"Our research shows that the escape of circulating cancer cells from the original tumor is controlled by hormones such as melatonin, which determine our rhythms of day and night"
And you have to think this is somehow related to this research.
Although you would expect the opposite of cancer growing at night, when melatonin is ostensibly at its highest (does it peak or start at 8PM?).
Melatonin is an antioxidant, which destroys chemicals known to cause cancer. I can't find info on it destroying cancer cells directly.
Melatonin, a Full Service Anti-Cancer Agent: Inhibition of Initiation, Progression and Metastasis
The melatonin immunomodulatory actions in radiotherapy
Usefulness of melatonin as complementary to chemotherapeutic agents at different stages of the angiogenic process
Role of melatonin in cancer treatment
Melatonin, a natural programmed cell death inducer in cancer
Cancer metastasis: Mechanisms of inhibition by melatonin
Melatonin and its ubiquitous anticancer effects
Melatonin inhibits Warburg-dependent cancer by redirecting glucose oxidation to the mitochondria: a mechanistic hypothesis
RNA-Seq transcriptome analysis shows anti-tumor actions of melatonin in a breast cancer xenograft model
Effect of melatonin on T/B cell activation and immune regulation in pinealectomy mice
Melatonin inhibits nuclear factor kappa B activation and oxidative stress and protects against thioacetamide induced liver damage in rats
*This is significant because one of the side effects of chemotherapy is increased NFkB, which can induce to tumor growth/resistance*
Melatonin-mediated downregulation of thymidylate synthase as a novel mechanism for overcoming 5-fluorouracil associated chemoresistance in colorectal cancer cells
Melatonin enhances sensitivity to fluorouracil in oesophageal squamous cell carcinoma through inhibition of Erk and Akt pathway
Melatonin inhibits AP-2β/hTERT, NF-κB/COX-2 and Akt/ERK and activates caspase/Cyto C signaling to enhance the antitumor activity of berberine in lung cancer cells
It really pisses me off when people just keep repeating stuff and never support them with evidence.
This here however -- your tidbit -- is something I can work with and might prompt me to change my habits.
Any idea if taking melatonin pills while still going to bed at 4:00 is having the same, or at least some effect? Or does it not work at all then?
Sleep has been researched heavily (but far from conclusively), and there is an insane amount of diseases that people who don't get enough sleep are a risk group for. And some of those correlations are quite pronounced, like being ~30% more likely to get dementia if you don't get enough sleep in your 50s and 60s.
In some cases nobody can conclusively say whether there's causation, because we don't fully understand diseases like alzheimer or some of the processes happening during sleep, but in the meantime it seems prudent to sleep a healthy amount.
But considering the lifestyle loss from dementia I'd rather risk losing some waking time instead.
So I'm trying to figure out if they're right or not because I'm 42 and I've been a night owl since 12 and yeah, nowadays my health is quite bad and I'm busting my arse trying to fix it.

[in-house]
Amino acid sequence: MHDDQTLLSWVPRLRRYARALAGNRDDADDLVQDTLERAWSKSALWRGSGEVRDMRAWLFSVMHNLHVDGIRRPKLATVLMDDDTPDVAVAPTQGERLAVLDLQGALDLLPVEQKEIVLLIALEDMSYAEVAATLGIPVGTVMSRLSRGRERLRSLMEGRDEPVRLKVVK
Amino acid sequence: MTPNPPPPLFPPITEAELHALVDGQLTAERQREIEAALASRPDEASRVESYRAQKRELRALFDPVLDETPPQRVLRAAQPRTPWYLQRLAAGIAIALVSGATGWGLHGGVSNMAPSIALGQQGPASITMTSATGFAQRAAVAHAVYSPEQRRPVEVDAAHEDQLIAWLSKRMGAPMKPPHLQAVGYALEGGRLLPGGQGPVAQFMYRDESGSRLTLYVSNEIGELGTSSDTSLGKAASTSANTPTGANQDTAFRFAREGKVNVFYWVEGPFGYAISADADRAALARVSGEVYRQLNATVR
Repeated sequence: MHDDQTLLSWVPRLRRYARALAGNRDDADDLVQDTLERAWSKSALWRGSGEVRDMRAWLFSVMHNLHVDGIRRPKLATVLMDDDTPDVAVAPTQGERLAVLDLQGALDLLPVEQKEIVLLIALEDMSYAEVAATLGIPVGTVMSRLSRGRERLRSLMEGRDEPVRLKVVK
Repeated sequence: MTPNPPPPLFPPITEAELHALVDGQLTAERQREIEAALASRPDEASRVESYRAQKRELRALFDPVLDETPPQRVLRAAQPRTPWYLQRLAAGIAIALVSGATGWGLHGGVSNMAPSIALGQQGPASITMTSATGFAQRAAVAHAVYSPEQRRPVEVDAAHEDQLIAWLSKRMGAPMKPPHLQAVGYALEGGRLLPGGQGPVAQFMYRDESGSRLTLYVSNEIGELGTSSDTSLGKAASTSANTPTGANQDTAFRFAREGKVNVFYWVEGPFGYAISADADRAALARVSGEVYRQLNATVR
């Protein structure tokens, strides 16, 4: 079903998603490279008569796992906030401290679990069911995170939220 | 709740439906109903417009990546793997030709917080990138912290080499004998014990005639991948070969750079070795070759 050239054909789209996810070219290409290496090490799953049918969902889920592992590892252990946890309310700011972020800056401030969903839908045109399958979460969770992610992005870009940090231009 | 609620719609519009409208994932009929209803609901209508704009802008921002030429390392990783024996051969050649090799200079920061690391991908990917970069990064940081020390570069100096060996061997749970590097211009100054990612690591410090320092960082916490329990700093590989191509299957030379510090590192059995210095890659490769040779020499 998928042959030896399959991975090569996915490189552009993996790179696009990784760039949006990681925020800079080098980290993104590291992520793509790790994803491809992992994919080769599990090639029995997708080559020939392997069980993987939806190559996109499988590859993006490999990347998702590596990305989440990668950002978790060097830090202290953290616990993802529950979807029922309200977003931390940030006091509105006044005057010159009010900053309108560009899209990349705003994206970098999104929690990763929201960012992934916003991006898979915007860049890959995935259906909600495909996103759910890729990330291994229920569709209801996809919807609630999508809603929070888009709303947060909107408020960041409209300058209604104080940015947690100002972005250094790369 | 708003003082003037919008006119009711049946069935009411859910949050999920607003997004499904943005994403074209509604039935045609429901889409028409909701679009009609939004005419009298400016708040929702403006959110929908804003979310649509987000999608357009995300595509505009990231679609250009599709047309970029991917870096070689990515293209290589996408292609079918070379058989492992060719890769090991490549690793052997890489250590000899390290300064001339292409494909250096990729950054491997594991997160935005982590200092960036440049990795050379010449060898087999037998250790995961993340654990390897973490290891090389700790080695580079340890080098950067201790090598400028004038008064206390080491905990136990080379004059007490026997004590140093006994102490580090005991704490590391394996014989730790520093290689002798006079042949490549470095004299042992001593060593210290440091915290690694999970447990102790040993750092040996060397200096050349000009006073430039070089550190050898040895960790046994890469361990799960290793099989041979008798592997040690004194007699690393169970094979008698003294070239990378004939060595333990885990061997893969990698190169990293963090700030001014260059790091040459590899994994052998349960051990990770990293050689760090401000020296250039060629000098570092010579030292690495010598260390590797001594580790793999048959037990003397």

Your circadian rhythm regulates melatonin release. Not the clock hanging on your wall.
From your other comment, seems like your problem is a very inconsistent sleep pattern and not enough sleep.
Sometimes I sleep 4-5h and then have a huge nap -- 2.5h to 3.5h -- in the early evening. Happens for a week or two. Then I go without naps for a month.
It's relatively cyclical but the periods aren't with fixed values at all. The daily hours are fairly inconsistent as well.
So I must complete heavy workouts every 1-2 days to make my body want to sleep. Maybe start heavy exercise when you feel you're getting near that point.
For me - it is a weight workout (lifting or power lifting). I can do a 1-2 hour cardio workout (or sprints) to get a similar effect.
Guess I'll keep going to doctors like I do lately.
But I did hear from a few trainers and doctors that melatonin can be taken without prescription and is not dangerous, hence my question above.
I'll ask my doctor next time about it.
I would recommend googling rather than speculating in comment threads about unprescribed 'heavy doses' of unregulated supplements.
That's like %99.99 of "scientific" culture. People repeating stuff they heard. Memes.
Society isn't rational. Never was. Never will be.
(Is this post now a self-referential platitude? ...is it self-aware? Maybe I can convince that one Googler it's come to life.)
Looks like a feedback cycle
>> Melatonin exhibited various mechanisms to restrain metastasis, such as modulation of cell–cell and cell–matrix interaction, extracellular matrix remodeling by matrix metalloproteinases, readjustment of the cytoskeleton, epithelial-mesenchymal transition, and angiogenesis . A recent study reported that the overexpression of the ADAMTS family in renal cell carcinoma was suppressed by melatonin via amplifying of miR-let-7f/miR-181d and reducing protein stability. It is of note that ADAMTS, a disintegrin, and metalloprotease with thrombospondin motifs family, thought to have an impact on cell metastasis and developing of cancer stages.
>> Melatonin has short plasma half-life, variable oral absorption, and low variable bioavailability that could be due to extensive first pass metabolism , in addition to its poor solubility and stability . Therefore, conventional oral dosage forms (immediate release) are unsuitable candidates for melatonin delivery.
Running can cause knee issues
They may basically be going out into the blood when there are fewer white blood cells roaming the corridors, looking to kill something.
Just splice the right snippet of elephant DNA into ours to kill cancer for good.
Speaking of sleep, if I was doing the above I'm not sure I'd ever sleep well again.